The new museum has ancillary facilities largely missing in the old—a café, gift shop, and a special exhibitions area—which are in a wing separated from the galleries by a glass-roofed court. The collection is housed in a discrete building that will, or so we are told, replicate the scale, proportion, and configuration of the old galleries, at least on the inside. This is good news, although the addition among the galleries of classrooms and an internal garden, which will disturb the intense art experience of the original plan, is disturbing. So is the suggestion that Matisse’s masterpiece, Joy of Life, may be separated from the staircase landing where Barnes hung it. * Why not leave well enough alone?

Another troubling aspect of Williams and Tsien’s otherwise attractively low-key design is the opaque glazed box that covers the court and cantilevers fifty feet beyond one end. This gratuitous gesture is apparently intended to provide the “wow” factor that the public has come to expect from new museums. Yet this oversize light box merely draws attention to the court and reduces the importance of the gallery building, which should be the star.

A more serious flaw is the general organization of the building. The architects describe the new museum as a “gallery in a garden”—a compelling image—and the landscape architect Laurie Olin has created a varied entry sequence of plazas, fountains, and groves. The sequence masks the fact that one follows a long and circuitous path to arrive at the entrance, since although the site faces the Benjamin Franklin Parkway—Philadelphia’s Champs-Élysées—the front door is at the back. An inelegant solution.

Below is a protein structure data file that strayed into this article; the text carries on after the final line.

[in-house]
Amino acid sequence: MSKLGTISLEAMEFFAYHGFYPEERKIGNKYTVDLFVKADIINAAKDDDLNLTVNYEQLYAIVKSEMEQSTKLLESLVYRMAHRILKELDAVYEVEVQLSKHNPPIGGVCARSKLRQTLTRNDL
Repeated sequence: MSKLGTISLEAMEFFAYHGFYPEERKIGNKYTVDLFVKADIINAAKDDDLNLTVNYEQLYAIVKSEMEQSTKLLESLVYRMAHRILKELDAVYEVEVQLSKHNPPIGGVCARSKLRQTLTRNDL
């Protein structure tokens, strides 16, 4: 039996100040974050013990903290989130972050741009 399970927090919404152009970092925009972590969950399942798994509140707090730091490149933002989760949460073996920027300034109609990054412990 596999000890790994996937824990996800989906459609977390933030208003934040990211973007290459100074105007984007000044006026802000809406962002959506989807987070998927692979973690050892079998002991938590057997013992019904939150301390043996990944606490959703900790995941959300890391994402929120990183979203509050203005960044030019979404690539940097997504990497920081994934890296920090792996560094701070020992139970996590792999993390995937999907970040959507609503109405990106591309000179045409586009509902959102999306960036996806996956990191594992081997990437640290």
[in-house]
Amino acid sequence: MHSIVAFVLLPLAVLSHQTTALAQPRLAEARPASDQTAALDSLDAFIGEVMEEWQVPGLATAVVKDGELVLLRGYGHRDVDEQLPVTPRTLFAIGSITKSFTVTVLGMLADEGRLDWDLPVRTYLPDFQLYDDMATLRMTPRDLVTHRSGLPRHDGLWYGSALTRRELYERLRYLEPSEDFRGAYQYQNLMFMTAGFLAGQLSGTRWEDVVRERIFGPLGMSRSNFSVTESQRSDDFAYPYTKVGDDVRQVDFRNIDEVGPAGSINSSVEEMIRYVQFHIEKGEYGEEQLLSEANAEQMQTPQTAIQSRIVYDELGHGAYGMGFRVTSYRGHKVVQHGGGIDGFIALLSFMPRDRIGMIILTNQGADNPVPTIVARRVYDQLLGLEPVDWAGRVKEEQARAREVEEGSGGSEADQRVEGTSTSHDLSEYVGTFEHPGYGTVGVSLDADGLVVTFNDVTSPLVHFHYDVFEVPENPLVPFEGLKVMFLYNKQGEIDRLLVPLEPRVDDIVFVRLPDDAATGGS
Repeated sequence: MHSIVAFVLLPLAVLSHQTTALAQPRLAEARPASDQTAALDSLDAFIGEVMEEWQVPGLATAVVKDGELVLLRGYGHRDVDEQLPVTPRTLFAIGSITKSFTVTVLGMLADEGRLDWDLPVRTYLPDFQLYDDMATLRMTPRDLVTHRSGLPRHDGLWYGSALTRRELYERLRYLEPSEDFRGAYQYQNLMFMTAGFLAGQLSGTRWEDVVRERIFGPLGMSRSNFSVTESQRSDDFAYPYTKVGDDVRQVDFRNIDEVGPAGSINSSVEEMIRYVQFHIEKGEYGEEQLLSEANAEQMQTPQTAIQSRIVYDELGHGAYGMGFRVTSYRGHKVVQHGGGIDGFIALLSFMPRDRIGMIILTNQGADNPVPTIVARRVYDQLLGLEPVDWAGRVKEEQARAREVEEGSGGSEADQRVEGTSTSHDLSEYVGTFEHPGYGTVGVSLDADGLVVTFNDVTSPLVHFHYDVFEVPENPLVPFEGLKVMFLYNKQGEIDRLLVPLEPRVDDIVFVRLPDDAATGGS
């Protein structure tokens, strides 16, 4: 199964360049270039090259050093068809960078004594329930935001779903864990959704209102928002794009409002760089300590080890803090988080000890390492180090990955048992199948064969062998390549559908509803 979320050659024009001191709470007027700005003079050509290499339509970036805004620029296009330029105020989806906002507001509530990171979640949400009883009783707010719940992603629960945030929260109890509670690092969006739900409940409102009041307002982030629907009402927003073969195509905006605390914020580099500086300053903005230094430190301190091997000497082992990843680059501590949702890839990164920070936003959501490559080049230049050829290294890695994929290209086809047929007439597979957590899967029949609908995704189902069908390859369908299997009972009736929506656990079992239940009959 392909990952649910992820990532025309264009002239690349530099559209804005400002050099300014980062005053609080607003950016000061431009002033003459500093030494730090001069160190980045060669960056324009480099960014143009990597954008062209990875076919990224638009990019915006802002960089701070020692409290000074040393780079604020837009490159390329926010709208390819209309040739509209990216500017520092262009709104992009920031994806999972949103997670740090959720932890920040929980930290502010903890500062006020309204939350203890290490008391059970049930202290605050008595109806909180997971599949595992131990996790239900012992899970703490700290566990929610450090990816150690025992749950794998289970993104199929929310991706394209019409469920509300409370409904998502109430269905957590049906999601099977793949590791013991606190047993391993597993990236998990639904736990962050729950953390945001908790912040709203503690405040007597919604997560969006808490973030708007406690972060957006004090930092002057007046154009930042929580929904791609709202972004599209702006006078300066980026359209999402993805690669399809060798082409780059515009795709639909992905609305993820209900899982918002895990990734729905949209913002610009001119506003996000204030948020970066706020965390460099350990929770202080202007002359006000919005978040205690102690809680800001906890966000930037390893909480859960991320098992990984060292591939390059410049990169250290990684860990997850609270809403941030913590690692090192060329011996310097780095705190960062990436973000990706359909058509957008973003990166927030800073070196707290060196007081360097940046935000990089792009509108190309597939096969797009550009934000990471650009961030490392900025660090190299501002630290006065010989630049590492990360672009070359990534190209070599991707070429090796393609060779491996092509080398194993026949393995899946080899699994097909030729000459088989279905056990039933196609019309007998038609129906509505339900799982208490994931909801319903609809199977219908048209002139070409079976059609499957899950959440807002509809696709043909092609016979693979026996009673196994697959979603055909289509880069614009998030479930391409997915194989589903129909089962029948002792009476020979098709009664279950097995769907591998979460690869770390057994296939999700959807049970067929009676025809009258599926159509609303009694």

To see a beautifully resolved “gallery in a garden,” one has only to walk a block up the Parkway to the Rodin Museum, designed in 1927 by Paul Philippe Cret, who also happens to be the architect of the original Barnes Foundation. Cret was a star pupil at the École des Beaux-Arts, and all of his buildings—the Detroit Institute of Arts, the Folger Shakespeare Library in Washington, D.C.—demonstrate a strong parti, or organizing idea. The parti of the Rodin Museum is dead simple: a gate, a garden, and a pavilion. Facing the Parkway is a large freestanding neoclassical fragment of wall and gateway that is a replica of one that Rodin himself constructed at his home in Meudon. Then a garden (designed by Jacques Gréber) with a long pool leads you to the museum itself. In the building’s portico, which has been visible from the moment one enters the garden, you arrive at the sculptor’s TheGates of Hell. The sequence has the clarity of all great works of art. The power of Cret’s design lies not only in its conviction—something that Williams and Tsien don’t lack—but also in his ability to distill a problem down to its essence. Sometimes the shortest distance between two points really is a straight line.

Correction, Oct. 15, 2009: This article originally described Matisse’s Joy of Life as a mural and said it was exhibited in the central hall of the old Barnes Foundation. (Return to the corrected sentence.)